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The Settle & Carlisle line has been described as ‘the most spectacular in England’. Constructed by the Midland Railway to provide a third route to Scotland, the only way available was across the very roof of England, and the terrain meant that the line was the most difficult ever built over such a distance – 72 miles end to end. The long and severe gradients, the tunnels and viaducts and the wild scenery ensured that the line would become enshrined as one of the best to see steam hard at work. However, by the 1970s the intermediate stations had been closed, the last remaining long-distance passenger train ran in 1982 and the line was proposed for closure. Thanks to public outcry and the efforts of the Friends of the Settle & Carlisle Line, the route survived, being reprieved 20 years ago in 1989. Since then it has once again become a firm favourite for steam excursions, as well as providing a revitalised public train service. It is many years since the line featured in a ‘Past and Present’ volume, so to rectify the situation and celebrate 20 years since the threat of closure was lifted, this ‘Companion’ follows a journey along the entire route, and several of the ‘feeder’ lines, telling in words and pictures the fascinating story of this iconic railway, and illustrating its varying fortunes over more than 130 years.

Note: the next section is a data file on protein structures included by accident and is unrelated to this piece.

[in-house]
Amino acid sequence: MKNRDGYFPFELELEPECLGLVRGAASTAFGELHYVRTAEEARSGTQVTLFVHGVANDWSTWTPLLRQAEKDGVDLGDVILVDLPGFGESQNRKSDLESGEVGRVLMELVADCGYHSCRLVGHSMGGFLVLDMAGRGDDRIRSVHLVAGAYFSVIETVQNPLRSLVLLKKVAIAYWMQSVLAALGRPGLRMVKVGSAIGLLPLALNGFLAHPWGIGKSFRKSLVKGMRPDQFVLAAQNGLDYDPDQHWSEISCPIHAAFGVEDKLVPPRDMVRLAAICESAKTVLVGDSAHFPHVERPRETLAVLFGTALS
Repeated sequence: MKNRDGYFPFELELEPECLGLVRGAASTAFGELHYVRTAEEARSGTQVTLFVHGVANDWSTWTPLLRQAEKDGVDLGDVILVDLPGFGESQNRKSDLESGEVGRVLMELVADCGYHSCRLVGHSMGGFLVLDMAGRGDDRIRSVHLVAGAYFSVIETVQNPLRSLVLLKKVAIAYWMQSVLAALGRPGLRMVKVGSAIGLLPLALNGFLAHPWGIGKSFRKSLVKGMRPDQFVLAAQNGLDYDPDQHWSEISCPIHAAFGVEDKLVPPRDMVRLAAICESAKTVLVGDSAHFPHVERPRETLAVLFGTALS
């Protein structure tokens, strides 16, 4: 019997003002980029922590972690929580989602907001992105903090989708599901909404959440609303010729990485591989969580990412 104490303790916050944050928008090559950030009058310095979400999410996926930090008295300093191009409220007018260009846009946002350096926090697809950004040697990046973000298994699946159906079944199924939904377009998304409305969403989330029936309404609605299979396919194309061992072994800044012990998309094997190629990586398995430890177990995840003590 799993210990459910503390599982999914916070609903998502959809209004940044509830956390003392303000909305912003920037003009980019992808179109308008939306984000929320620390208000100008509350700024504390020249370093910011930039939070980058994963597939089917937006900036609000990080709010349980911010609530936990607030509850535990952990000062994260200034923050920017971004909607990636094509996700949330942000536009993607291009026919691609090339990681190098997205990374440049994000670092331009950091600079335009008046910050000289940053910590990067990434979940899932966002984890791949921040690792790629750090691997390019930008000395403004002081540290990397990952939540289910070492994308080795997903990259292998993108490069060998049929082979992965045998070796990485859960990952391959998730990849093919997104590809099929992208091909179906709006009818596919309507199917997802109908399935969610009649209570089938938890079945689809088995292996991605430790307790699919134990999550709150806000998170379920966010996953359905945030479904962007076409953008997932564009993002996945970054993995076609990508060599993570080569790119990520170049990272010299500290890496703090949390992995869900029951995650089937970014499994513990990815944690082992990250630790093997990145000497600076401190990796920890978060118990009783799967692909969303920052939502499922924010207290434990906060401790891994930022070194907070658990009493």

About the Author
David Williams is the author of a recent ‘Past and Present Companion’ on the West Somerset Railway, and is editor of the WSR Journal and the Bachmann Collectors Club Magazine. He lives in Birmingham.
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